The best things that happened in 2017
Posted by Climate Resolve in # Blog on January 4, 2018
Climate Mayors and We’re Still In Coalition. When President Trump withdrew from the Paris climate accord, more people Googled-searched the phrase “climate change” than ever before. Mayor Garcetti’s Climate Mayors group swelled in numbers (now represents 384 mayors, representing 68 million Americans) and the “We’re Still In” Coalition now has more than 2,500 leaders from America’s city halls, state houses, boardrooms, and college campuses. The climate movement made some sweet lemonade in 2017!
After passing Measure M, a monumental transportation funding package for Los Angeles County, Metro formed a Policy Advisory Council to engage with stakeholders in a more meangingful and ongoing way than ever before. Climate Resolve was appointed to serve in an Environment/Social Equity seat, and continues to engage with the EnviroMetro coalition to recommend ways that our local transportation authority can do better than business as usual to make Los Angeles a greener, more pleasant place to be — especially for people outside of cars!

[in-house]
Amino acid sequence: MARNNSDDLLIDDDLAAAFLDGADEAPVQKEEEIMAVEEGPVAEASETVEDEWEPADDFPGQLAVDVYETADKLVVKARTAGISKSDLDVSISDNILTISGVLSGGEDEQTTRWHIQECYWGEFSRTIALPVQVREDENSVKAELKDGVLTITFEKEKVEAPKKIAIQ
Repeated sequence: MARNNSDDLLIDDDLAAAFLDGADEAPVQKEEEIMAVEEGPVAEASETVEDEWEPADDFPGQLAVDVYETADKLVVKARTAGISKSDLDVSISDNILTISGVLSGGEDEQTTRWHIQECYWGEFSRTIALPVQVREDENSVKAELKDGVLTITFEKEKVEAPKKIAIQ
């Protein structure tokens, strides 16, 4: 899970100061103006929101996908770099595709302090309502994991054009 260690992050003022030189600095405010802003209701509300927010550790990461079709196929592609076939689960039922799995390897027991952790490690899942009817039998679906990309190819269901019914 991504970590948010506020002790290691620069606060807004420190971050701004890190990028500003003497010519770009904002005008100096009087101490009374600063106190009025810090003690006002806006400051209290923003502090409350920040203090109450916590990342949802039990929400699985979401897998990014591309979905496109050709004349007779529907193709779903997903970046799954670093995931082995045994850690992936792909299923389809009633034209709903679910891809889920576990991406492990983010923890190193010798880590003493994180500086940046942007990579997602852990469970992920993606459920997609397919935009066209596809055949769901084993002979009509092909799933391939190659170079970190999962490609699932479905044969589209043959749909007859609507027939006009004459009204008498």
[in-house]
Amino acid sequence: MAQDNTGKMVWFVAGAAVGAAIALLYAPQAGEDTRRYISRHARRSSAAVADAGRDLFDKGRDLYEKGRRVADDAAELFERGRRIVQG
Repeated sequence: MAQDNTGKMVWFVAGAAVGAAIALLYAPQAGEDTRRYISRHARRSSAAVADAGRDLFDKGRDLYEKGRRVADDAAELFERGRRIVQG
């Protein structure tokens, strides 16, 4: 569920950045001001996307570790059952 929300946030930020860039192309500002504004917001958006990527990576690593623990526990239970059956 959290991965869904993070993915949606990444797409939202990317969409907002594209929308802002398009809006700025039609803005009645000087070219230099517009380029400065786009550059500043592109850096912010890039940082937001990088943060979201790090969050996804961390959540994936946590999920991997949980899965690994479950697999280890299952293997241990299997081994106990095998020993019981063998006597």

The students at three high schools (Santiago, Bolsa Grande, and Los Amigos) in Garden Grove Unified School District have become ambitious ambassadors for regional solutions to climate change, drought, and energy use. For example, in our work at Santiago High School, the students wrote, edited, and produced two separate videos demonstrating their school’s groundbreaking Zero Net Energy building project, the campus’ landscape architecture plans to improve groundwater retention, as well as approachable actions that the entire student body could take to reduce their personal impact on the environment. Further, the Santiago education and outreach team debuted the videos at two back-to-back original assemblies that proved to be an inspiring collaboration of differing groups on campus. Members of student government, the school’s drill team, the campus chapter of the service organization, Friday Night Live, as well as choir members and teacher-musicians each played a part in making the program a holistic celebration of sustainability.
Kristina von Hoffmann
Kristina von Hoffmann